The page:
While the judgement is bound to have a far-reaching impact upon marriages in India, the adverse fallout cannot be ignored. Critics are of the view that India being a country with rising number of divorce rates and cases of marital infidelity, the decriminalisation of adultery will critically endanger the institution of marriage. Moreover, the people opposing the judgement also argue that the decision not only runs the risk of fostering relationships outside marriage but also the emergence of divorce as the way out will catalyse the break-up of marriages, leaving little children in the lurch.
There have been cases where S. 497 was challenged or was recommended for review but not much was done to decriminalise S. 497 and S. 498 of IPC and the respective CrPC provisions. Few cases are listed below-
In Yusuf Abdul Aziz v. The State of Bombay (1954), it was held by the court that the immunity given to women from being prosecuted under S. 497 of IPC was not discriminatory in nature and was valid under Article – 15(3) of the Indian Constitution. In this judgement it was said that the section does not offend articles 14 and 15 of the Constitution of India.
In the case of V Revathi v. Union of India, in 1988, it was held that not including women in prosecution of adultery cases promoted “social-good” and in fact offered a chance to the couple to “make up” and preserve the sanctity of the marriage. It also asserted that adultery law was a “shield rather than a sword” and the court ruled that it was right to restrict women to be a part of adultery and to keep it a man against man crime.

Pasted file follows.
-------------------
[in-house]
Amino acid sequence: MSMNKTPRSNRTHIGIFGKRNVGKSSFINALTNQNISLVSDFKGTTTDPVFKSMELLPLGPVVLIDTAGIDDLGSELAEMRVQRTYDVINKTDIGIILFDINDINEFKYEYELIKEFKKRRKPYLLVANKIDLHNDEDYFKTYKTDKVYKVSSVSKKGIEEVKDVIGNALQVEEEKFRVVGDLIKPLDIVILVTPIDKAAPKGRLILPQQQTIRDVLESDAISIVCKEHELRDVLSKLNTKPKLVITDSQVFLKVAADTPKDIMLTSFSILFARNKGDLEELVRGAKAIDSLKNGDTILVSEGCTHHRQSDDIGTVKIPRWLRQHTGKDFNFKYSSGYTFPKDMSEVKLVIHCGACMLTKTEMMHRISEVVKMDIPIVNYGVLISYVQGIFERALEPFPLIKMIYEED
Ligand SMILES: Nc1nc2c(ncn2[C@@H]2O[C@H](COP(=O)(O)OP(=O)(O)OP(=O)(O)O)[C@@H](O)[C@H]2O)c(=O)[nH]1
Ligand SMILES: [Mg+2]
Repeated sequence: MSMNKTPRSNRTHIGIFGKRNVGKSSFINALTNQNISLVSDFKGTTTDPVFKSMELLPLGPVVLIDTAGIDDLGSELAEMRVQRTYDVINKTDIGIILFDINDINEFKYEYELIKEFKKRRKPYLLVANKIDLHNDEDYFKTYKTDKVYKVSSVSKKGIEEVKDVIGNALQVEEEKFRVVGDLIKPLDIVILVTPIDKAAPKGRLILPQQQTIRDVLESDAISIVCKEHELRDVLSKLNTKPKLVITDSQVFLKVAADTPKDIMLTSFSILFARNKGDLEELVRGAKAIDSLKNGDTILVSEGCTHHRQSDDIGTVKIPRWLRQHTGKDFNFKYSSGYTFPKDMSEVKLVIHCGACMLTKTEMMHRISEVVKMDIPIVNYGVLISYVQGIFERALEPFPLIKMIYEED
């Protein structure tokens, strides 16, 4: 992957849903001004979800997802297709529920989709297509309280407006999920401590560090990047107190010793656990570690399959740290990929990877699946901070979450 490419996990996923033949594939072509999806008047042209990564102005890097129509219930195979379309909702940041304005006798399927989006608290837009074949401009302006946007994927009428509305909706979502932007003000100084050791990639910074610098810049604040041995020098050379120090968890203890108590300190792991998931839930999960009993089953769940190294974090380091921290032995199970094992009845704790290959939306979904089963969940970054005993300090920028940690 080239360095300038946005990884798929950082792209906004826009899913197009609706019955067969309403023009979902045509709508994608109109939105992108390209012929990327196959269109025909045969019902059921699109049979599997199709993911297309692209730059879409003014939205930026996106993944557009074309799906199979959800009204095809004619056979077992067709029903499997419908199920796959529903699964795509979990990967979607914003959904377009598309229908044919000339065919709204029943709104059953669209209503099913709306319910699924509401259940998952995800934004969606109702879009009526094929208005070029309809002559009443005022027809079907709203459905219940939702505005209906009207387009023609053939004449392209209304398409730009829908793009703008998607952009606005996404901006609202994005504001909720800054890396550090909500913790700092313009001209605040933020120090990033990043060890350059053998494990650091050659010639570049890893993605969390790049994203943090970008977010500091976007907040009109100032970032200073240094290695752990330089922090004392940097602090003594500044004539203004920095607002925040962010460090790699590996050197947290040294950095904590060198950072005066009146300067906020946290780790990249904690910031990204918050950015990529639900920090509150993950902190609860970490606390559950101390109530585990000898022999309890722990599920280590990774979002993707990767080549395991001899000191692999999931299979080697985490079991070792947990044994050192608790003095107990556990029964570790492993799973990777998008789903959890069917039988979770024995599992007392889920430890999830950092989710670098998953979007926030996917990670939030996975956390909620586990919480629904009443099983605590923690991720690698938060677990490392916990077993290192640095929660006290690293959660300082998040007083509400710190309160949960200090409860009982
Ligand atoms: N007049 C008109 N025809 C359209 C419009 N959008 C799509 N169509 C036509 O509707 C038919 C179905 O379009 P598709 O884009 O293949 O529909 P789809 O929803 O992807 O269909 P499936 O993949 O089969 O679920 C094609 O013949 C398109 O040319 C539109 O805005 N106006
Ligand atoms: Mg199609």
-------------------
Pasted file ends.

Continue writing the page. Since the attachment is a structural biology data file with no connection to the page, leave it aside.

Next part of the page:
In 1985, the Supreme Court in case of Sowmithri Vishnu v. Union of India stated that men were not allowed to prosecute their wives for the offence of adultery for protecting the sanctity of marriage and for the same reason women could not be allowed to prosecute their husband. The court also rejected the idea of considering unmarried women in the law as it would lead to crusade by a woman and hence the ambiguity regarding the adultery law remained unresolved.
India is trying to create a just and fair society by bringing in effective changes from time to time. All these cases always prove to be significant in decisions to be taken ahead with respect to the Indian laws.
A five-judge bench in the case of Joseph Shine v. Union of India clearly declared Section 497 of IPC as unconstitutional which states that: